In sunken waters walled with sand,
I see — where all mine ancient land
Lies yellow like an autumn leaf.”

— Clark Ashton Smith, “The Kingdom of Shadows”

Robin has staked out Paris with his customary élan, and Robert Chambers has toured us through Brittany, but there’s at least one more stretch of French countryside redolent with time-slips, dangerous romances, and werewolves. I speak of course of Auvergne, nestled atop the Massif Central, a volcanic upthrust covered even in 1895 with forests as deep as they were two thousand years ago when the Arverni arrived from the east.

Chromolithograph of Tournoël Castle, c. 1895

Even in 1895, the railways connect only the bigger towns: Vichy (pop. 12,300) in the north, St.-Etienne (pop. 133,400) in the southeast, Aurillac (pop. 16,500) in the southwest, Clermont-Ferrand (pop. 51,000) in the Allier valley in the middle. Although Michelin’s tire plant in Clermont-Ferrand and Thiers’ knife factories bring outside investment, art students in The Yellow King RPG know the region primarily as a source of mineral water, charcuterie, cheese, and a very affordable vin gris. (Americans might appreciate Chavaniac-Lafayette, named for its most famous son, in the forested southeast.) It hasn’t been really fashionable for painters since Theodore Rousseau and the Romantics two generations ago — although a few Barbizon school devotees still chase the region’s ineffable dapple of trees and mountains. The rich and the elderly take the cure in springs at Vichy and Mont-Dome; nothing could be less au courant.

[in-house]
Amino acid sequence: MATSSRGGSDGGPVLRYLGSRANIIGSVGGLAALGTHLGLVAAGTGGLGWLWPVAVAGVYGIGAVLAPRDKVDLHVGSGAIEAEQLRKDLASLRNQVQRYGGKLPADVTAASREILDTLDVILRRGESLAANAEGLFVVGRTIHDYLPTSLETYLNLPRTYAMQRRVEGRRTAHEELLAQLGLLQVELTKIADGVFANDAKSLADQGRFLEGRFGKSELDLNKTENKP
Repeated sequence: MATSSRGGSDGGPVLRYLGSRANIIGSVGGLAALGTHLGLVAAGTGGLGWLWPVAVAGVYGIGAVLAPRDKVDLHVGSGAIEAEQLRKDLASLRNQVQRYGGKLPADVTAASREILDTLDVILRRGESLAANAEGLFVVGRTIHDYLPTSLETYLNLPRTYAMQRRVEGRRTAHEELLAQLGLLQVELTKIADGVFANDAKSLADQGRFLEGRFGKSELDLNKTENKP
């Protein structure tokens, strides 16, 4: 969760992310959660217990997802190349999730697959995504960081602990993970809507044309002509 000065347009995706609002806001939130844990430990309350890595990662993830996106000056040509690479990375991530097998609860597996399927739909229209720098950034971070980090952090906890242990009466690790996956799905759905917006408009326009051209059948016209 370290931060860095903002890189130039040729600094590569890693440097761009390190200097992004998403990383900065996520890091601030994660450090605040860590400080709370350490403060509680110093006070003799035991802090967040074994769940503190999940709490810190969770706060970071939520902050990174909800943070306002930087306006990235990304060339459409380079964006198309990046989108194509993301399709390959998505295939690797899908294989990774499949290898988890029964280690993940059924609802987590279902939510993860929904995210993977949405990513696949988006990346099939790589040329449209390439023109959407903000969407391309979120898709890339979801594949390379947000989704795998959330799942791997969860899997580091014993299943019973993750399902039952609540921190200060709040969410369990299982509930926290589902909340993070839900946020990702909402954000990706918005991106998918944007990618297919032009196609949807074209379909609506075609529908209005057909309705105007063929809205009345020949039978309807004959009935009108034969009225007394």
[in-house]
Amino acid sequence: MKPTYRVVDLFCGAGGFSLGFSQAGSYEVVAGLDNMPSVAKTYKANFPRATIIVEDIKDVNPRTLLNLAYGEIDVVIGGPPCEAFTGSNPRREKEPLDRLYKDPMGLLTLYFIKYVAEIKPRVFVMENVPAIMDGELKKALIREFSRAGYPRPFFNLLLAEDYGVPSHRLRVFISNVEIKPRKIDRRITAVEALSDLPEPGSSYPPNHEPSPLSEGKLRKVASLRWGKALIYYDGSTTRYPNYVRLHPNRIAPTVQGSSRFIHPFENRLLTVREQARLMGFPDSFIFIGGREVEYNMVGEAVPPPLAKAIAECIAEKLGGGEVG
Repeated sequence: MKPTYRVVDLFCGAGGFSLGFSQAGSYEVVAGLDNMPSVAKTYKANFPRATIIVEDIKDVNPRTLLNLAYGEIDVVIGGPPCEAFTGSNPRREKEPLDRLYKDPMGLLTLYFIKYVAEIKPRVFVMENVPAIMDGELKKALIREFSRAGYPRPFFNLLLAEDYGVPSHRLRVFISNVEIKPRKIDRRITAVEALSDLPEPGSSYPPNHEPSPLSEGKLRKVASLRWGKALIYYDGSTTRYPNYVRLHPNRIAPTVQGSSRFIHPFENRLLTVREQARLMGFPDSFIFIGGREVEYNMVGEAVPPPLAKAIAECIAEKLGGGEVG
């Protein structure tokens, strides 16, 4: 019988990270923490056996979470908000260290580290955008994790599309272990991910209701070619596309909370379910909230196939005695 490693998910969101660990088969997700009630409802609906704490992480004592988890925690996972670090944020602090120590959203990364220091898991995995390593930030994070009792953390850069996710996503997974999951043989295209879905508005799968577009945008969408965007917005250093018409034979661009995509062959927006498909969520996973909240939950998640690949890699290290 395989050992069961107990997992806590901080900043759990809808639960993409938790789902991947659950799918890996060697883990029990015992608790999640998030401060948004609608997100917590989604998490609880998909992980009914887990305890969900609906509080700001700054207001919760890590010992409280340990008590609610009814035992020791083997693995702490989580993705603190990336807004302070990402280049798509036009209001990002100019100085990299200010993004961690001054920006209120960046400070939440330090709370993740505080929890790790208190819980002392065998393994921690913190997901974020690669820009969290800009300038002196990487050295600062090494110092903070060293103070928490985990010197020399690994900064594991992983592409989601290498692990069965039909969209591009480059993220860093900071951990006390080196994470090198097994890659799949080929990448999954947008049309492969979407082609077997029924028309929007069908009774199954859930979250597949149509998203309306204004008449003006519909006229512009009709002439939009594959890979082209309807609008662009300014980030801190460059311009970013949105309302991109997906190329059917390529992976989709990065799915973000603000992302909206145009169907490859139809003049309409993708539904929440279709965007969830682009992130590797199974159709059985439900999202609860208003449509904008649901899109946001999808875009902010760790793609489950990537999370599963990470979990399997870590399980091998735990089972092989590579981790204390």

People

Edgar Degas, 61 (1834-1917; Paris p. 117)

In August 1895, Degas takes the water cure at Mont-Dore. While here, he continues to practice photography, including experimenting with moonlit exposures using “panchromatic plates.” He may bring the characters along as assistants, or they may hear of strange yellow streaks appearing in his images — Degas writes home to Paris complaining of his many spoiled prints and negatives.

Armand Guillaumin, 54 (1841-1927)